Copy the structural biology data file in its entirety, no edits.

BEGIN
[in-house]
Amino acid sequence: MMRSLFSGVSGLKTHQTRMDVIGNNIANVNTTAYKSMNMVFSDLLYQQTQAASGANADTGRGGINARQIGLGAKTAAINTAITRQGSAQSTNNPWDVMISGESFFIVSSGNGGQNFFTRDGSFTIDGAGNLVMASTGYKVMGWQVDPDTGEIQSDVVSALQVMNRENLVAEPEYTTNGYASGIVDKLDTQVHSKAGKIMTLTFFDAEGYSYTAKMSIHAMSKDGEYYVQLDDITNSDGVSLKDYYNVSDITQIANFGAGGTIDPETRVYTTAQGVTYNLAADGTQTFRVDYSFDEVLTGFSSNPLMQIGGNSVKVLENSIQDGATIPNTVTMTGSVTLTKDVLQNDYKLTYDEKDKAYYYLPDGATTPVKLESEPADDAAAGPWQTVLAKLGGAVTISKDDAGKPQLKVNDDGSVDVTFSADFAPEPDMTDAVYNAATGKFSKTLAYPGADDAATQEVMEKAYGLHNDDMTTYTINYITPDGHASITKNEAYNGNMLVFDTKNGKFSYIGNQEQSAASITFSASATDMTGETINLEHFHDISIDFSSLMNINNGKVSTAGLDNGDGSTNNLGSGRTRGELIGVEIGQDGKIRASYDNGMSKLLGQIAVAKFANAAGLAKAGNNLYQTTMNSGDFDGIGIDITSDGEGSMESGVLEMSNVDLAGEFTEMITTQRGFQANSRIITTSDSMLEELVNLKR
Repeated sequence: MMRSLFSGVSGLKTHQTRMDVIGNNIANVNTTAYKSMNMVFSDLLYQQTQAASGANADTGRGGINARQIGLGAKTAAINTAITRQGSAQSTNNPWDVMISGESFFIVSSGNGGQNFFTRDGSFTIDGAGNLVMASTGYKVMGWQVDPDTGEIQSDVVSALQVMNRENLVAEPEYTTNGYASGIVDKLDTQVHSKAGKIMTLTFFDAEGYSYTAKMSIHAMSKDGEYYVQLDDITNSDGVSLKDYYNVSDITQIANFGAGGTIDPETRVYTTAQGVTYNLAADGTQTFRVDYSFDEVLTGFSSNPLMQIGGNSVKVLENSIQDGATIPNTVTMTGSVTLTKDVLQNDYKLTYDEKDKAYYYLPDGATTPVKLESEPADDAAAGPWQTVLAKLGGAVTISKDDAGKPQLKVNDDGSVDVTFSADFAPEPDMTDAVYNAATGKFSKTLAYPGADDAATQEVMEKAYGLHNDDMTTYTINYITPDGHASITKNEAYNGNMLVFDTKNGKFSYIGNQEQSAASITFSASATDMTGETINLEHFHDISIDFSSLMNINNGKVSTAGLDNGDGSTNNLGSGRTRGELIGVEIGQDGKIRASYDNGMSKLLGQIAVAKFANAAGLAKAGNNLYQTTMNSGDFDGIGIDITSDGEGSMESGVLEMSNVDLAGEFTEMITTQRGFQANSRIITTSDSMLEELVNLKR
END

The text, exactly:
[in-house]
Amino acid sequence: MMRSLFSGVSGLKTHQTRMDVIGNNIANVNTTAYKSMNMVFSDLLYQQTQAASGANADTGRGGINARQIGLGAKTAAINTAITRQGSAQSTNNPWDVMISGESFFIVSSGNGGQNFFTRDGSFTIDGAGNLVMASTGYKVMGWQVDPDTGEIQSDVVSALQVMNRENLVAEPEYTTNGYASGIVDKLDTQVHSKAGKIMTLTFFDAEGYSYTAKMSIHAMSKDGEYYVQLDDITNSDGVSLKDYYNVSDITQIANFGAGGTIDPETRVYTTAQGVTYNLAADGTQTFRVDYSFDEVLTGFSSNPLMQIGGNSVKVLENSIQDGATIPNTVTMTGSVTLTKDVLQNDYKLTYDEKDKAYYYLPDGATTPVKLESEPADDAAAGPWQTVLAKLGGAVTISKDDAGKPQLKVNDDGSVDVTFSADFAPEPDMTDAVYNAATGKFSKTLAYPGADDAATQEVMEKAYGLHNDDMTTYTINYITPDGHASITKNEAYNGNMLVFDTKNGKFSYIGNQEQSAASITFSASATDMTGETINLEHFHDISIDFSSLMNINNGKVSTAGLDNGDGSTNNLGSGRTRGELIGVEIGQDGKIRASYDNGMSKLLGQIAVAKFANAAGLAKAGNNLYQTTMNSGDFDGIGIDITSDGEGSMESGVLEMSNVDLAGEFTEMITTQRGFQANSRIITTSDSMLEELVNLKR
Repeated sequence: MMRSLFSGVSGLKTHQTRMDVIGNNIANVNTTAYKSMNMVFSDLLYQQTQAASGANADTGRGGINARQIGLGAKTAAINTAITRQGSAQSTNNPWDVMISGESFFIVSSGNGGQNFFTRDGSFTIDGAGNLVMASTGYKVMGWQVDPDTGEIQSDVVSALQVMNRENLVAEPEYTTNGYASGIVDKLDTQVHSKAGKIMTLTFFDAEGYSYTAKMSIHAMSKDGEYYVQLDDITNSDGVSLKDYYNVSDITQIANFGAGGTIDPETRVYTTAQGVTYNLAADGTQTFRVDYSFDEVLTGFSSNPLMQIGGNSVKVLENSIQDGATIPNTVTMTGSVTLTKDVLQNDYKLTYDEKDKAYYYLPDGATTPVKLESEPADDAAAGPWQTVLAKLGGAVTISKDDAGKPQLKVNDDGSVDVTFSADFAPEPDMTDAVYNAATGKFSKTLAYPGADDAATQEVMEKAYGLHNDDMTTYTINYITPDGHASITKNEAYNGNMLVFDTKNGKFSYIGNQEQSAASITFSASATDMTGETINLEHFHDISIDFSSLMNINNGKVSTAGLDNGDGSTNNLGSGRTRGELIGVEIGQDGKIRASYDNGMSKLLGQIAVAKFANAAGLAKAGNNLYQTTMNSGDFDGIGIDITSDGEGSMESGVLEMSNVDLAGEFTEMITTQRGFQANSRIITTSDSMLEELVNLKR